How to Grow English Ivy - Hedera Helix

Ivy has so much going for it. It climbs, it winds, it is good for ground cover. Ivy is tough, tolerant of all growing conditions, self clinging and great for wildlife. 

Ivy will grow in difficult places, on poor soils, at the base of a wall, over sheds and shady corners. It will climb up wood fences, brick and stone walls, up pillars, trellis and trees. Many Ivies are shade tolerate, even of dry shade, which makes them especially useful. Variegated varieties brighten up dark corners. Ivy gets overlooked as a climbing plant, but in the right spot it can look very stylish, understated, but classic.

Also, despite its modest appearance, English Ivy is great for wildlife. It provides nectar, pollen and berries when food is short in autumn and winter, and shelter for birds, bats, insects and small mammals.

Ivy takes about a year to get established. Only mature Ivy plants flower as in the image right. 

Illustrated above are: left, Ivy covering a wall, centre Ivy grown with Cotoneaster a tough, grow anywhere combination, and right, a mature English Ivy in flower providing food and shelter more wildlife. The Woodland Trust estimates that English Ivy supports up to 50 species of wildlife.

The RHS has undertaken research  ( 2016-2018) about the merits of green facades. This research shows that green facades support more invertebrates, and further that the greater the depth of facade supports even more invertebrates. Most interestingly, that "the greatest abundance of invertebrates was a combination of Hedera helix (common ivy) and H. helix ‘Glacier’."

Generally speaking, Ivy will not damage brickwork in good condition but it can disrupt brickwork, which is in a poor state. 

Juvenile v Mature English Ivy

English Ivy can be confusing because it has two distinct growth stages which make it appear as two different plants. Illustrated left is the Juvenille Ivy with the familiar spear-shaped leaves and trailing growth. There is a later phase, when the plant seems to change its shape and style. The leaves no longer have lobed appearance, the climber becomes more shrubby and, importantly for wildlife, it produces flowers. It almost looks like a different plant, so you may not have recognised both as the same Hedera plant.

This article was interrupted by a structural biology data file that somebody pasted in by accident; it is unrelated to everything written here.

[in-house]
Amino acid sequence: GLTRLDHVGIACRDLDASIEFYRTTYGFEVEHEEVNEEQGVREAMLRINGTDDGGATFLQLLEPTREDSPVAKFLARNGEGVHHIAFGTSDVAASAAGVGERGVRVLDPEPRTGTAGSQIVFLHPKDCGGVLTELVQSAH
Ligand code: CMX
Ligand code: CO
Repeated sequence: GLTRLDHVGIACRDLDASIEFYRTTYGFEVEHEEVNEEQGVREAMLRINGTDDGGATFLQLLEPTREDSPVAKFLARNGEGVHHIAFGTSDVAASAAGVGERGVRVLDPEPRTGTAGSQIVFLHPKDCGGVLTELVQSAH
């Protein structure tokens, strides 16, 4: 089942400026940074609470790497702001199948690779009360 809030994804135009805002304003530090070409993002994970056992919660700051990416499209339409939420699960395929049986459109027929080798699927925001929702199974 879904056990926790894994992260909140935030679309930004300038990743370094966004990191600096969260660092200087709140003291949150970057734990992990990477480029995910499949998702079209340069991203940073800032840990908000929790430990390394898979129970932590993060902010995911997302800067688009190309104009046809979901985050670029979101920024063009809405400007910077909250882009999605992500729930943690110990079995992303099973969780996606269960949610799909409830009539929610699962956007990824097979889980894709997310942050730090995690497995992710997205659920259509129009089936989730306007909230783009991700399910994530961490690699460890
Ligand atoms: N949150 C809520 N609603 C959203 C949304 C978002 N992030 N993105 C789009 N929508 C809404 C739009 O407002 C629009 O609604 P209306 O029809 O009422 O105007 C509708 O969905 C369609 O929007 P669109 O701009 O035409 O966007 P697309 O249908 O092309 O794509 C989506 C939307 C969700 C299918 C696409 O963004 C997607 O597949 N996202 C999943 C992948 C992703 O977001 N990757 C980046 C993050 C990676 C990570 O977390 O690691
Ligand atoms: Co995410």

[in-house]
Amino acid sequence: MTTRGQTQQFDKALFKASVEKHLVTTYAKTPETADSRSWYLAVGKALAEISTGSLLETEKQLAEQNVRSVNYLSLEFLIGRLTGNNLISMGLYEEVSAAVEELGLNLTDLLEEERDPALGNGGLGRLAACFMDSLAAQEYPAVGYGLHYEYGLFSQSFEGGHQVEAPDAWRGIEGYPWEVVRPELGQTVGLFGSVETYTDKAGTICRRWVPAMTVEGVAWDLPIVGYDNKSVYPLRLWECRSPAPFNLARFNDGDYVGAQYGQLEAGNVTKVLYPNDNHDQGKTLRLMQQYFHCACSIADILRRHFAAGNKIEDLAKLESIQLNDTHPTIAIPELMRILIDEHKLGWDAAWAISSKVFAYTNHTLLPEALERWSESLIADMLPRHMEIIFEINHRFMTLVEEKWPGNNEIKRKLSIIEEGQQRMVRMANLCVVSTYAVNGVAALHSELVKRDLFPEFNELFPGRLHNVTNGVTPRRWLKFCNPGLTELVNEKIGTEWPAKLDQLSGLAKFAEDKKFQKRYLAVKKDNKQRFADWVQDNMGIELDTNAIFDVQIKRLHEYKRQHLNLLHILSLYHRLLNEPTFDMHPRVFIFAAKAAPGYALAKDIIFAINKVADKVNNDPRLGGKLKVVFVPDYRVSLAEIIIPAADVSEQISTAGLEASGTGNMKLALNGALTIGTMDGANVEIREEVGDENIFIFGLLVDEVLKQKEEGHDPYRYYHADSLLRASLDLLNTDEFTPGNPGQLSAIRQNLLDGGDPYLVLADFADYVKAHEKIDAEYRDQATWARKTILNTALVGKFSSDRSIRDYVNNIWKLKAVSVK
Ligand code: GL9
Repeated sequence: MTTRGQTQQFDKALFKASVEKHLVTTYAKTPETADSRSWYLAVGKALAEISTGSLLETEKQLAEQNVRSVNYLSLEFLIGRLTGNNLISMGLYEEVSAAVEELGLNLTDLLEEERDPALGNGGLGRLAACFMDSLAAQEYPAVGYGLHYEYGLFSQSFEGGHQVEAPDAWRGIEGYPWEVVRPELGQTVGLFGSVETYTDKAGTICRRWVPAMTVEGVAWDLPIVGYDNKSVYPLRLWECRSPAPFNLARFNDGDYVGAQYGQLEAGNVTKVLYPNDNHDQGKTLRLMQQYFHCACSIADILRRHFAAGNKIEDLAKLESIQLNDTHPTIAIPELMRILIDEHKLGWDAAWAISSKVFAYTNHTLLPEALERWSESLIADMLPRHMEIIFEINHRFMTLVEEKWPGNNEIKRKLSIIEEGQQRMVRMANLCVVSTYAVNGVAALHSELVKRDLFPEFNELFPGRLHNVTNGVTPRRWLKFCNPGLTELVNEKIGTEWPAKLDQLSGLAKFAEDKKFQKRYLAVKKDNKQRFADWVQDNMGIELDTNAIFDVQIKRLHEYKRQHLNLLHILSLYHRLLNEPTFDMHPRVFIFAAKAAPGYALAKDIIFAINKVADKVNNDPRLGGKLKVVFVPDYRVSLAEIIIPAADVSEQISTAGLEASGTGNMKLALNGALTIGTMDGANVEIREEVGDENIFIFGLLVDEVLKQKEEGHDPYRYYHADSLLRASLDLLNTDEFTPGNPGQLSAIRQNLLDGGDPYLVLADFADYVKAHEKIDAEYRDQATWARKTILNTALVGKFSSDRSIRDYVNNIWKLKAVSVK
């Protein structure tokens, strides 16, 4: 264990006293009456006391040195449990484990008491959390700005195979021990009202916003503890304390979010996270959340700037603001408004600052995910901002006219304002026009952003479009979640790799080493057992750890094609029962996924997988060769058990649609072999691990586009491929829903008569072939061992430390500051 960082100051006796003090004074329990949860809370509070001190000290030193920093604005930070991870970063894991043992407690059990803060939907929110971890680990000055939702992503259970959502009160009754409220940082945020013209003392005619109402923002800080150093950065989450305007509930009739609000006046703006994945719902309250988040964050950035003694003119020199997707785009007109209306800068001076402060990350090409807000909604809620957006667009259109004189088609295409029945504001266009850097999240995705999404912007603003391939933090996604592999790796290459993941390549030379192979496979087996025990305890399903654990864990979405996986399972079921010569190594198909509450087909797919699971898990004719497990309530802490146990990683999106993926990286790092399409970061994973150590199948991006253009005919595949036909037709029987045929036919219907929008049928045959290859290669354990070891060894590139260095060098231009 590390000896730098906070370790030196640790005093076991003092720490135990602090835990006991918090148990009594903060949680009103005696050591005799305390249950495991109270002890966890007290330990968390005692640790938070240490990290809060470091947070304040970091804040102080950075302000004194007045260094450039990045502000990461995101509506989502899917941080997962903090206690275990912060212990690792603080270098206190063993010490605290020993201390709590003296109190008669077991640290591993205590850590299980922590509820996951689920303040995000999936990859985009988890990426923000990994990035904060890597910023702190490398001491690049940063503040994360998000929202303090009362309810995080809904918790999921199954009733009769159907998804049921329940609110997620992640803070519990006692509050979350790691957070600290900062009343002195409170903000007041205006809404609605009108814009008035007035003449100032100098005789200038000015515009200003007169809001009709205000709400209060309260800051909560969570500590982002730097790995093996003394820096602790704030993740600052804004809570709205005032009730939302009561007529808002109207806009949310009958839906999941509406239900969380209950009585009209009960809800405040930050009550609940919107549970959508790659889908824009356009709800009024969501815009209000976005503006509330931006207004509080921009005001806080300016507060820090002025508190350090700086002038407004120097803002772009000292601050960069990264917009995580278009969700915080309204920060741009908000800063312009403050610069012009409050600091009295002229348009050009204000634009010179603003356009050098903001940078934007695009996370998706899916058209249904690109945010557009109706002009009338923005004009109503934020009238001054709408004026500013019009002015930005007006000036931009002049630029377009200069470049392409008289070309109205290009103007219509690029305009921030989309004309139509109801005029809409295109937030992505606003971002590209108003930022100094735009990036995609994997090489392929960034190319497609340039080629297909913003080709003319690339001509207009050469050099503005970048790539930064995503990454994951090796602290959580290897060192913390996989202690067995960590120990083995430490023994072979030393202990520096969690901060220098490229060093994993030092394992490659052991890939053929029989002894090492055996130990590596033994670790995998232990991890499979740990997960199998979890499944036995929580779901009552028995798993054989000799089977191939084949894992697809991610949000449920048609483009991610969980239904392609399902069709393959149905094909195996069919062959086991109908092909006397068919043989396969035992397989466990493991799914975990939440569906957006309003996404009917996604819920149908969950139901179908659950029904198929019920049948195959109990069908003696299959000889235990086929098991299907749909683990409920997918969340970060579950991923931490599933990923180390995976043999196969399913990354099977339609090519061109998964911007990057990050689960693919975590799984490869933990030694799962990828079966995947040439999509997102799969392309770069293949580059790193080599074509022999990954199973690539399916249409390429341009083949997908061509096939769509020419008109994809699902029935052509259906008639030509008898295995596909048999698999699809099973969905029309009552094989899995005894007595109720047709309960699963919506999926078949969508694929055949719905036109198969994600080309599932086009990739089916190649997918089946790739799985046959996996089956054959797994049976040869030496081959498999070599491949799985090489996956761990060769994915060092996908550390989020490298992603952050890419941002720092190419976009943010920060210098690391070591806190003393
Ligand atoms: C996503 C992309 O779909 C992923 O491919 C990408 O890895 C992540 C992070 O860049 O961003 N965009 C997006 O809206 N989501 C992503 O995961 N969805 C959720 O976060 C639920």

Much of the information on the internet attributes the change to maturity.  Commonly, it is stated that at around 10 years, the switch from juvenile to adult takes place and that's when the change in shape and form occurs. However, the RHS tells me, in response to my particular enquiry on this point, that is not correct. The change in form is triggered by height of the ground and light. As long as the shrub is growing horizontally, it remains juvenile, but once it finds something to climb up, fence, a tree, it will develop the second stage in terms of leaf shape and habit. It is true to say most of this form of Hedera are growing up mature trees. And at that stage it becomes a magnet for wildlife, especially the late summer flowers. 

The mature form is sold as Hedera helix 'Arborescens' and there are only a few retailers 

Regular pruning can maintain the plant in its juvenile stage. If you want wildlife, let it flourish and it will amaze you with the number and variety of pollinators, insects, bees, butterflies which will flock to the flowers in autumn.

Some plants, as illustrated below, will show both types of leaves. The juvenile leaves will often appear around the base with the mature leaves further up. 

How to prune English Ivy

Ivy is easy to prune and will recover from a hard renovative prune if it has become overgrown. Simply prune into shape mid spring. It is a good idea to prune out any reversionary growth in the variegated varieties, to prevent it from spreading. (Reversion is when a variegated shrub develops green growth)

You can also prune Ivy into topiary shapes and use smaller varieties for baskets and containers.

Good varieties of English Ivy for the garden

Good varieties to grow and some with RHS award:

  1. Hedera helix glacier has grey/green leaves with cream variation. It has the RHS merit and grows up to 2m which will cover a wall or good as ground cover. (similar to the image top left) 
  2. H. Goldchild  has strong yellow gold variations up to 3m
  3. Hedera colchica (Persian Ivy,) is vigorous with large leaves and will reach up to 10m 
  4. Dentata which has bright green leaves growing up to 5m
  5. Sulphur Heart which is similar, with brightly variegated leaves and fast growing.
  6. Atropurpurea

    is a purple leaved Ivy
  7. Goldheart is a green/gold variety with good variegation and grows up to  4m.

As a general rule, the variegated and purple leaved Ivies need more sun, and the green leaved varieties will tolerate more shade.

Ivies vary greatly in their size and vigour, and some are considering vigorous which can be damage and overlay neighbouring plants.  Many Ivies sold are fully hardy, but there are some varieties which are not, especially those sold in the summer to go with bedding and in baskets and it is best to check with the label. An explanation of frost hardy.

Honeybee on English Ivy in November

To further demonstrate that English Ivy is pollinator and bee friendly, this image shows a honeybee feeding on the Ivy flowers. The unusual point is that I took this image in November, which is late in the year, which until then had been a mild autumn.

The English Ivy provides late nectar as it flows in the autumn.

updated 30.12.2023

Ivy is a green wheelbarrow plant as it is easy to grow and requires no attention or maintenance.